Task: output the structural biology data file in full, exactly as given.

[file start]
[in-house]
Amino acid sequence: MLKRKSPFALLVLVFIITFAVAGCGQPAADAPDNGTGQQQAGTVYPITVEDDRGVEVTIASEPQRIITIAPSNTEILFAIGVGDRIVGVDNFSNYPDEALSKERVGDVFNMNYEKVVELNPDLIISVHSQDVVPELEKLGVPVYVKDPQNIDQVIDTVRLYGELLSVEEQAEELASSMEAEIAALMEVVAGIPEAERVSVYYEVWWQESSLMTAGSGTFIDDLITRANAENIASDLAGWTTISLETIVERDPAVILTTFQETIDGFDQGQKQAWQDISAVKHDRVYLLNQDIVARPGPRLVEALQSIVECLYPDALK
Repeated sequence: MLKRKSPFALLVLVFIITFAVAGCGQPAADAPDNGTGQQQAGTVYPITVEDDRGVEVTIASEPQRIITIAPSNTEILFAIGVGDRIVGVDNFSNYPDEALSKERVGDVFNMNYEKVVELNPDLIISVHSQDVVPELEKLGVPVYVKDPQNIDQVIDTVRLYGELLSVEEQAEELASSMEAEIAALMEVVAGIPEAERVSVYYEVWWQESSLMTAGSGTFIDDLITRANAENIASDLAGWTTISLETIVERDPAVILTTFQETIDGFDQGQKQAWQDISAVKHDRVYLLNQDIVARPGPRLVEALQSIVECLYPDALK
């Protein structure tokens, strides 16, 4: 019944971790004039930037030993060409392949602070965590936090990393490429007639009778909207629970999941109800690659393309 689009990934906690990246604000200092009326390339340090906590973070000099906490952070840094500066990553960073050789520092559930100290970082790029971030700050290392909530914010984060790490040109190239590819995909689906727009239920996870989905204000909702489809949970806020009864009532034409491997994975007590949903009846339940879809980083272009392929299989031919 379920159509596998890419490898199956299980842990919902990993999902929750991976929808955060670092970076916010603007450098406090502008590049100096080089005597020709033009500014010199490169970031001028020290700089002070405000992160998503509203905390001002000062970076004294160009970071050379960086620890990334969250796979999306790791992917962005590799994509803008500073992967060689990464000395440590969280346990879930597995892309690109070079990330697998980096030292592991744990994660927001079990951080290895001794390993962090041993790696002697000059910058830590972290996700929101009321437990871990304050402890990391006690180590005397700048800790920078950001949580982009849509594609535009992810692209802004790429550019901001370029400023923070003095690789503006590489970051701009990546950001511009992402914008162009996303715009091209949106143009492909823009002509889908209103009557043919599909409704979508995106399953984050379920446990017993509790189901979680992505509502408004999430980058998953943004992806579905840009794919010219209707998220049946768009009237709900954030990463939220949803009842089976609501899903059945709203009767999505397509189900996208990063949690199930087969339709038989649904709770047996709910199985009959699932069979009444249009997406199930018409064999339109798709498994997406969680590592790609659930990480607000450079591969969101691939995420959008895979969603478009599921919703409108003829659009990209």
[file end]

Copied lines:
[in-house]
Amino acid sequence: MLKRKSPFALLVLVFIITFAVAGCGQPAADAPDNGTGQQQAGTVYPITVEDDRGVEVTIASEPQRIITIAPSNTEILFAIGVGDRIVGVDNFSNYPDEALSKERVGDVFNMNYEKVVELNPDLIISVHSQDVVPELEKLGVPVYVKDPQNIDQVIDTVRLYGELLSVEEQAEELASSMEAEIAALMEVVAGIPEAERVSVYYEVWWQESSLMTAGSGTFIDDLITRANAENIASDLAGWTTISLETIVERDPAVILTTFQETIDGFDQGQKQAWQDISAVKHDRVYLLNQDIVARPGPRLVEALQSIVECLYPDALK
Repeated sequence: MLKRKSPFALLVLVFIITFAVAGCGQPAADAPDNGTGQQQAGTVYPITVEDDRGVEVTIASEPQRIITIAPSNTEILFAIGVGDRIVGVDNFSNYPDEALSKERVGDVFNMNYEKVVELNPDLIISVHSQDVVPELEKLGVPVYVKDPQNIDQVIDTVRLYGELLSVEEQAEELASSMEAEIAALMEVVAGIPEAERVSVYYEVWWQESSLMTAGSGTFIDDLITRANAENIASDLAGWTTISLETIVERDPAVILTTFQETIDGFDQGQKQAWQDISAVKHDRVYLLNQDIVARPGPRLVEALQSIVECLYPDALK
């Protein structure tokens, strides 16, 4: 019944971790004039930037030993060409392949602070965590936090990393490429007639009778909207629970999941109800690659393309 689009990934906690990246604000200092009326390339340090906590973070000099906490952070840094500066990553960073050789520092559930100290970082790029971030700050290392909530914010984060790490040109190239590819995909689906727009239920996870989905204000909702489809949970806020009864009532034409491997994975007590949903009846339940879809980083272009392929299989031919 379920159509596998890419490898199956299980842990919902990993999902929750991976929808955060670092970076916010603007450098406090502008590049100096080089005597020709033009500014010199490169970031001028020290700089002070405000992160998503509203905390001002000062970076004294160009970071050379960086620890990334969250796979999306790791992917962005590799994509803008500073992967060689990464000395440590969280346990879930597995892309690109070079990330697998980096030292592991744990994660927001079990951080290895001794390993962090041993790696002697000059910058830590972290996700929101009321437990871990304050402890990391006690180590005397700048800790920078950001949580982009849509594609535009992810692209802004790429550019901001370029400023923070003095690789503006590489970051701009990546950001511009992402914008162009996303715009091209949106143009492909823009002509889908209103009557043919599909409704979508995106399953984050379920446990017993509790189901979680992505509502408004999430980058998953943004992806579905840009794919010219209707998220049946768009009237709900954030990463939220949803009842089976609501899903059945709203009767999505397509189900996208990063949690199930087969339709038989649904709770047996709910199985009959699932069979009444249009997406199930018409064999339109798709498994997406969680590592790609659930990480607000450079591969969101691939995420959008895979969603478009599921919703409108003829659009990209």